Climate change may well be humanity’s greatest challenge. It is a crisis that must be rapidly addressed if catastrophe is to be averted. Already the impacts are being felt by millions in the world’s most vulnerable and marginalized communities. Climate Change is at once a social and environmental justice issue, an ecological issue, and an issue of economic and political domination. As such, it must be addressed through broad and visionary alliances.
To successfully address the climate crisis, we must identify and address the deep root connections that link it to the myriad other crises we face, as well as the intertwined crises of food, water and biodiversity loss. These crises are unified by their common roots in an economic system that encourages banks and corporations to ignore ethical and moral considerations and gamble with the Earth, peoples’ lives, and our collective futures in the service of higher profits.
Successfully addressing climate change will require a fundamental restructuring of our society that, if thoughtfully done, can lay a new foundation that will simultaneously help us achieve both global justice and ecological balance.
What is Climate Justice?
The heart of climate justice is the understanding that the urgent action needed to prevent climate change must be based on community-led solutions and the well-being of local communities, Indigenous Peoples and the global poor, as well as biodiversity and intact ecosystems.
Climate justice is the understanding that we will not be able to stop climate change if we don’t change the neo-liberal, corporate-based economy which stops us from achieving sustainable societies. It is the understanding that corporate globalization must be stopped.
The historical responsibility for the vast majority of greenhouse gas emissions lies with the industrialized countries of the Global North. Even though the primary responsibility of the North to reduce emissions has been recognized in the UN Climate Convention, the production and consumption habits of industrialized countries like the United States continue to threaten the survival of humanity and biodiversity globally. It is imperative that the North urgently shifts to a low carbon economy. At the same time, in order to avoid the damaging carbon intensive model of industrialization, countries of the Global South are entitled to resources and technology to make a transition to a low-carbon economy that does not continue to subject them to crushing poverty.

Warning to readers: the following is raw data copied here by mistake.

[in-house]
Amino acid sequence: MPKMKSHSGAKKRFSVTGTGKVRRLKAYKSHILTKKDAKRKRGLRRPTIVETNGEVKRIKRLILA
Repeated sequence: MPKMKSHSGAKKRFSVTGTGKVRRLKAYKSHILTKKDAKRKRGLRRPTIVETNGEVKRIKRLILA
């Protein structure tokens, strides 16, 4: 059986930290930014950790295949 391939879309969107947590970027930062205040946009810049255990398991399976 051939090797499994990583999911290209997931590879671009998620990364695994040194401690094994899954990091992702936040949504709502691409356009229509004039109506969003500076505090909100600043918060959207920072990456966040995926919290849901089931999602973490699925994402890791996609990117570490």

Indigenous Peoples, peasant communities, fisherfolk, and especially women in these communities, have been able to live harmoniously and sustainably with the Earth for millennia. They are now not only the most affected by climate change, but also the most affected by its false solutions, such as agrofuels, mega-dams, genetic modification, tree plantations and carbon offset schemes.
Instead of market-based climate mitigation schemes, the sustainable practices of these peoples and communities should be seen as offering the real solutions to climate change.